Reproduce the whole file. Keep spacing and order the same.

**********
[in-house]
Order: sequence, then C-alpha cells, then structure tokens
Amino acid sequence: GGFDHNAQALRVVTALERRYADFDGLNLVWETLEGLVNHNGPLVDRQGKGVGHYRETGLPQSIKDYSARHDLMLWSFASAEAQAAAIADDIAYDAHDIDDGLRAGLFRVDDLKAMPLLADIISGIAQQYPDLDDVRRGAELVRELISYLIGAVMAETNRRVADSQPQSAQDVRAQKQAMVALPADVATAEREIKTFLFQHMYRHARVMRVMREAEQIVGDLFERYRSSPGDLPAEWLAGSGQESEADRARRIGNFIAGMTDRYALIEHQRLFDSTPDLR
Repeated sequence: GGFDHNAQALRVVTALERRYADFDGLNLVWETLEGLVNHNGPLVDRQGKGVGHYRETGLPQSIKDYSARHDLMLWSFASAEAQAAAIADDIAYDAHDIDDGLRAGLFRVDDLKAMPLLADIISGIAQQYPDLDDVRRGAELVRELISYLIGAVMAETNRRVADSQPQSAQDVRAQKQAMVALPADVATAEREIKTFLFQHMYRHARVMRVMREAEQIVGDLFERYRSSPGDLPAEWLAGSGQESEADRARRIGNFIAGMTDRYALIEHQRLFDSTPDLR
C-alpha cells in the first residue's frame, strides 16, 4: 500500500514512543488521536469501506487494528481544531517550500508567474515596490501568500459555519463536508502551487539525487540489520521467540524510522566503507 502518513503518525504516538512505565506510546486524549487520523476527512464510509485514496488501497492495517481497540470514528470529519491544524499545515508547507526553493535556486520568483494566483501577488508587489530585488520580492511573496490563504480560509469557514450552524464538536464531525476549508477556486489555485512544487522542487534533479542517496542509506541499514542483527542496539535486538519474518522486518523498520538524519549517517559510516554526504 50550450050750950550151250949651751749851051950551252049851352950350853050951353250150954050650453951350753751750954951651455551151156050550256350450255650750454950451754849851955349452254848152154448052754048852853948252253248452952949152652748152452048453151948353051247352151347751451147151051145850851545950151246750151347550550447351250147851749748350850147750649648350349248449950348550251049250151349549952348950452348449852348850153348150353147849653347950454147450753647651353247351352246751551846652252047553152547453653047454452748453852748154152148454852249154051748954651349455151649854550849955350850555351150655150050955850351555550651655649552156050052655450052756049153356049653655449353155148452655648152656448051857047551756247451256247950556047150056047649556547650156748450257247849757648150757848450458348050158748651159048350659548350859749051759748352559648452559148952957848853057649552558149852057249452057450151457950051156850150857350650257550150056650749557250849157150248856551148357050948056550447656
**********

[in-house]
Order: sequence, then C-alpha cells, then structure tokens
Amino acid sequence: GGFDHNAQALRVVTALERRYADFDGLNLVWETLEGLVNHNGPLVDRQGKGVGHYRETGLPQSIKDYSARHDLMLWSFASAEAQAAAIADDIAYDAHDIDDGLRAGLFRVDDLKAMPLLADIISGIAQQYPDLDDVRRGAELVRELISYLIGAVMAETNRRVADSQPQSAQDVRAQKQAMVALPADVATAEREIKTFLFQHMYRHARVMRVMREAEQIVGDLFERYRSSPGDLPAEWLAGSGQESEADRARRIGNFIAGMTDRYALIEHQRLFDSTPDLR
Repeated sequence: GGFDHNAQALRVVTALERRYADFDGLNLVWETLEGLVNHNGPLVDRQGKGVGHYRETGLPQSIKDYSARHDLMLWSFASAEAQAAAIADDIAYDAHDIDDGLRAGLFRVDDLKAMPLLADIISGIAQQYPDLDDVRRGAELVRELISYLIGAVMAETNRRVADSQPQSAQDVRAQKQAMVALPADVATAEREIKTFLFQHMYRHARVMRVMREAEQIVGDLFERYRSSPGDLPAEWLAGSGQESEADRARRIGNFIAGMTDRYALIEHQRLFDSTPDLR
C-alpha cells in the first residue's frame, strides 16, 4: 500500500514512543488521536469501506487494528481544531517550500508567474515596490501568500459555519463536508502551487539525487540489520521467540524510522566503507 502518513503518525504516538512505565506510546486524549487520523476527512464510509485514496488501497492495517481497540470514528470529519491544524499545515508547507526553493535556486520568483494566483501577488508587489530585488520580492511573496490563504480560509469557514450552524464538536464531525476549508477556486489555485512544487522542487534533479542517496542509506541499514542483527542496539535486538519474518522486518523498520538524519549517517559510516554526504 50550450050750950550151250949651751749851051950551252049851352950350853050951353250150954050650453951350753751750954951651455551151156050550256350450255650750454950451754849851955349452254848152154448052754048852853948252253248452952949152652748152452048453151948353051247352151347751451147151051145850851545950151246750151347550550447351250147851749748350850147750649648350349248449950348550251049250151349549952348950452348449852348850153348150353147849653347950454147450753647651353247351352246751551846652252047553152547453653047454452748453852748154152148454852249154051748954651349455151649854550849955350850555351150655150050955850351555550651655649552156050052655450052756049153356049653655449353155148452655648152656448051857047551756247451256247950556047150056047649556547650156748450257247849757648150757848450458348050158748651159048350659548350859749051759748352559648452559148952957848853057649552558149852057249452057450151457950051156850150857350650257550150056650749557250849157150248856551148357050948056550447656